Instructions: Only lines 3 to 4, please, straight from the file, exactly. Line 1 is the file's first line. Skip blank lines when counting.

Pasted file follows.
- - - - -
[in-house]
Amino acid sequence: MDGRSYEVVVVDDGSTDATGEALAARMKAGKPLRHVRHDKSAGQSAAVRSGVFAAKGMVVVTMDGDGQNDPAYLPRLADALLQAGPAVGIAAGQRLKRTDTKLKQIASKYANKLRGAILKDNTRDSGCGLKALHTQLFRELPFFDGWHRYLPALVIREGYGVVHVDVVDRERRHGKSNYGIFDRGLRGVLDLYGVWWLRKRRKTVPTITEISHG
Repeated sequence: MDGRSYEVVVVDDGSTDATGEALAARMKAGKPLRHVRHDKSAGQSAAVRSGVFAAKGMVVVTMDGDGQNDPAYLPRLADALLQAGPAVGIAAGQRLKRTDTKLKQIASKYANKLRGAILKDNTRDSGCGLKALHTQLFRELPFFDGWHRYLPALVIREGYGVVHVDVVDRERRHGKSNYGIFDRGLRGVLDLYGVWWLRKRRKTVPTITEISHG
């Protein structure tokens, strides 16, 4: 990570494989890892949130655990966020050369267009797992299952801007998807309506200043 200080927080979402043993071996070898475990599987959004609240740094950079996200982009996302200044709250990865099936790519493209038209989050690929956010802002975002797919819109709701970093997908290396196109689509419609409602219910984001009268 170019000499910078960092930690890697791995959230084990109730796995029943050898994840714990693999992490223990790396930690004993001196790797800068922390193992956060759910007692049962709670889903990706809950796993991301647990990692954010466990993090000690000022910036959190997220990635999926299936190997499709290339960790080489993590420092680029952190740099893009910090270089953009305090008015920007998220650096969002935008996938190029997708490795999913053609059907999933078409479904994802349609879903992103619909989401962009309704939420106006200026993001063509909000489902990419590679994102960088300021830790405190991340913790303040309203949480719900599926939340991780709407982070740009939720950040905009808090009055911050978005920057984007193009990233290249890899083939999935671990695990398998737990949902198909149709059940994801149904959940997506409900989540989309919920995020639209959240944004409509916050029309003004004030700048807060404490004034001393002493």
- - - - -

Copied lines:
Repeated sequence: MDGRSYEVVVVDDGSTDATGEALAARMKAGKPLRHVRHDKSAGQSAAVRSGVFAAKGMVVVTMDGDGQNDPAYLPRLADALLQAGPAVGIAAGQRLKRTDTKLKQIASKYANKLRGAILKDNTRDSGCGLKALHTQLFRELPFFDGWHRYLPALVIREGYGVVHVDVVDRERRHGKSNYGIFDRGLRGVLDLYGVWWLRKRRKTVPTITEISHG
């Protein structure tokens, strides 16, 4: 990570494989890892949130655990966020050369267009797992299952801007998807309506200043 200080927080979402043993071996070898475990599987959004609240740094950079996200982009996302200044709250990865099936790519493209038209989050690929956010802002975002797919819109709701970093997908290396196109689509419609409602219910984001009268 170019000499910078960092930690890697791995959230084990109730796995029943050898994840714990693999992490223990790396930690004993001196790797800068922390193992956060759910007692049962709670889903990706809950796993991301647990990692954010466990993090000690000022910036959190997220990635999926299936190997499709290339960790080489993590420092680029952190740099893009910090270089953009305090008015920007998220650096969002935008996938190029997708490795999913053609059907999933078409479904994802349609879903992103619909989401962009309704939420106006200026993001063509909000489902990419590679994102960088300021830790405190991340913790303040309203949480719900599926939340991780709407982070740009939720950040905009808090009055911050978005920057984007193009990233290249890899083939999935671990695990398998737990949902198909149709059940994801149904959940997506409900989540989309919920995020639209959240944004409509916050029309003004004030700048807060404490004034001393002493």